Information for the Conservator

The court can say you are:

  • The conservator of a person,
  • The conservator of an estate, or
  • Both.

When the court chooses you as a conservator, you are responsible to the court. You take on certain jobs and responsibilities. The court can examine everything you do as a conservator. Talk to a lawyer about this. Click for help finding a lawyer.

It is important that you understand what your duties and responsibilities as a conservator will be. You can get more information in the Judicial Council's Handbook for Conservators. The law says you must have a copy of this handbook.


Duties of a Conservator of the Person

When the court chooses you as the conservator of a person, this means you:

  • Arrange for the conservatee’s care and protection;
  • Decide where the conservatee will live; and
  • Are in charge of the conservatee’s:
     
    • Meals,
    • Health care, 
    • Clothing, 
    • Personal care,
    • Housekeeping,
    • Transportation, 
    • Shelter, 
    • Recreation, and
    • Well-being.

  • Must get the court’s permission for certain decisions about the conservatee’s health care or living arrangements.
  • Must inform the court if the conservatee is moving and may need to get a court order allowing the move.
  • Must report to the court on the conservatee’s current status.
  • Must keep the court informed of any changes in your address or contact information.

Remember that being a conservator of the person does not automatically make you the conservator of the estate. If you want to be appointed conservator of the estate, you must petition the court either at the time of your petition to be appointed conservator of the person, or at a later date (by filing another petition, in the same way you did with the initial petition for appointment of conservator of the person).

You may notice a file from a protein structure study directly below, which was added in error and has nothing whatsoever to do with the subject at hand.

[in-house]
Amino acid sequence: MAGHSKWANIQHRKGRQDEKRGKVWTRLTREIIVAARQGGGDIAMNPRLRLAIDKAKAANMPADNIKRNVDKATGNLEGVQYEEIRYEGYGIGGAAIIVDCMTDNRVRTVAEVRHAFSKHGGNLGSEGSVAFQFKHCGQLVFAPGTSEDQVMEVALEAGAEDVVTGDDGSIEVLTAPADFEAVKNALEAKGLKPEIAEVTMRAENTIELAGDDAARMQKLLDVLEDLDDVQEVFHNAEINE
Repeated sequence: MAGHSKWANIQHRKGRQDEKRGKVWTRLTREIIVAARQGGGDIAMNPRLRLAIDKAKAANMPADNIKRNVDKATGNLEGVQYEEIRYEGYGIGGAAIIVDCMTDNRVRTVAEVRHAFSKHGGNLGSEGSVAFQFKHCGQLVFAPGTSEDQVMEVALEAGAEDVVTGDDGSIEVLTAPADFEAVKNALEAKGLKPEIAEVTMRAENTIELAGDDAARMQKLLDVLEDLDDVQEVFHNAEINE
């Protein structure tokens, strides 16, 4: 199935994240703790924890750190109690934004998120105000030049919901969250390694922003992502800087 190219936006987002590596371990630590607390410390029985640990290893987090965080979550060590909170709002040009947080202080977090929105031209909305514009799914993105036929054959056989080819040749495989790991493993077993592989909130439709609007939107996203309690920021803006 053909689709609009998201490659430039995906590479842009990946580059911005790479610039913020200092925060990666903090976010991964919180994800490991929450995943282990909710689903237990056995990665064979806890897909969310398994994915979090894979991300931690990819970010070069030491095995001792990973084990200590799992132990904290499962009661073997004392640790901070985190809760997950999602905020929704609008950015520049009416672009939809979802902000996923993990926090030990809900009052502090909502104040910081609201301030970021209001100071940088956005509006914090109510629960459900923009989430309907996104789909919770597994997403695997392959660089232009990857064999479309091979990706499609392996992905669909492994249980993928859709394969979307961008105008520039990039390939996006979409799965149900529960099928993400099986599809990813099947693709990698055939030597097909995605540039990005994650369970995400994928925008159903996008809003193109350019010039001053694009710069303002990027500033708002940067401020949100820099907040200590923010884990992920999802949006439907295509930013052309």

Understanding Your Duties

Once you are appointed as conservator of the person, you have responsibilities or legal duties.  It is very important you understand these duties so that you can carry them out properly.

Figure out what the conservatee needs
You must figure out what the conservatee needs and how to meet those needs.

Decide where the conservatee will live
You can decide where the conservatee will live. But you must choose the least restrictive place. It has to be appropriate, safe, and comfortable for the conservatee. And it has to let the conservatee be as independent as possible.

  • You must tell the court every time the conservatee’s address changes at least 15 days before the move.
  • You cannot move the conservatee out of state.
  • You cannot put the conservatee in a mental health treatment facility. 
  • You may be able to put the conservatee in a special residential care facility with a secure fence around the property if the conservatee has dementia and the court agrees with you. BUT you have to make sure the facility:
    • Is appropriate,
    • Meets the conservatee’s special needs, and
    • Is not more restrictive than necessary.

Get health care for the conservatee
You are responsible for making sure that the conservatee’s health-care needs are taken care of.

You cannot give or deny consent for medical treatment if the conservatee does not agree, unless the court gives you that exclusive right. If the court gives you the power to approve the use of certain very strong medications to treat dementia, make sure the doctors try other, less intrusive treatments first.

Work with the conservator of the estate
If there is a conservator of the estate, you must work together to make sure the conservatee can pay for the care you arrange. The conservator of the estate must approve what you buy for the conservatee, or you may not get your money back.